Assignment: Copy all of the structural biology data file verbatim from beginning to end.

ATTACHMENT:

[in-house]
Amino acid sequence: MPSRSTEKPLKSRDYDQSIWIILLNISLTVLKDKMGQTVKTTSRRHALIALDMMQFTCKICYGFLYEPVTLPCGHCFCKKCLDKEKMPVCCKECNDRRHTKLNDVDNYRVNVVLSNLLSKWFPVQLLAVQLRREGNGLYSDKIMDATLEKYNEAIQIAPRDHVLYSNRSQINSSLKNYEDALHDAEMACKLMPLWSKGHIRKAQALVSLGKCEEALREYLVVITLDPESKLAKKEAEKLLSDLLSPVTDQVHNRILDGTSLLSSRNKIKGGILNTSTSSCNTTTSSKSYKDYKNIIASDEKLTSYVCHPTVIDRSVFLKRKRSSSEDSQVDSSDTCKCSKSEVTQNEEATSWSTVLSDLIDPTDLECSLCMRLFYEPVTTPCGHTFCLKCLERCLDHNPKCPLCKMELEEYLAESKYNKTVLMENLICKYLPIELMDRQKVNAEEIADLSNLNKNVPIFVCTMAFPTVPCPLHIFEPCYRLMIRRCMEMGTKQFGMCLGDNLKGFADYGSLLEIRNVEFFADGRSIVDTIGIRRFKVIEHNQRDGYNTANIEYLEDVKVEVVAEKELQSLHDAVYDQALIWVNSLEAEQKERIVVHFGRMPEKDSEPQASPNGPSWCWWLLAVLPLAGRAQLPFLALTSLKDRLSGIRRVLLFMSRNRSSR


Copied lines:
[in-house]
Amino acid sequence: MPSRSTEKPLKSRDYDQSIWIILLNISLTVLKDKMGQTVKTTSRRHALIALDMMQFTCKICYGFLYEPVTLPCGHCFCKKCLDKEKMPVCCKECNDRRHTKLNDVDNYRVNVVLSNLLSKWFPVQLLAVQLRREGNGLYSDKIMDATLEKYNEAIQIAPRDHVLYSNRSQINSSLKNYEDALHDAEMACKLMPLWSKGHIRKAQALVSLGKCEEALREYLVVITLDPESKLAKKEAEKLLSDLLSPVTDQVHNRILDGTSLLSSRNKIKGGILNTSTSSCNTTTSSKSYKDYKNIIASDEKLTSYVCHPTVIDRSVFLKRKRSSSEDSQVDSSDTCKCSKSEVTQNEEATSWSTVLSDLIDPTDLECSLCMRLFYEPVTTPCGHTFCLKCLERCLDHNPKCPLCKMELEEYLAESKYNKTVLMENLICKYLPIELMDRQKVNAEEIADLSNLNKNVPIFVCTMAFPTVPCPLHIFEPCYRLMIRRCMEMGTKQFGMCLGDNLKGFADYGSLLEIRNVEFFADGRSIVDTIGIRRFKVIEHNQRDGYNTANIEYLEDVKVEVVAEKELQSLHDAVYDQALIWVNSLEAEQKERIVVHFGRMPEKDSEPQASPNGPSWCWWLLAVLPLAGRAQLPFLALTSLKDRLSGIRRVLLFMSRNRSSR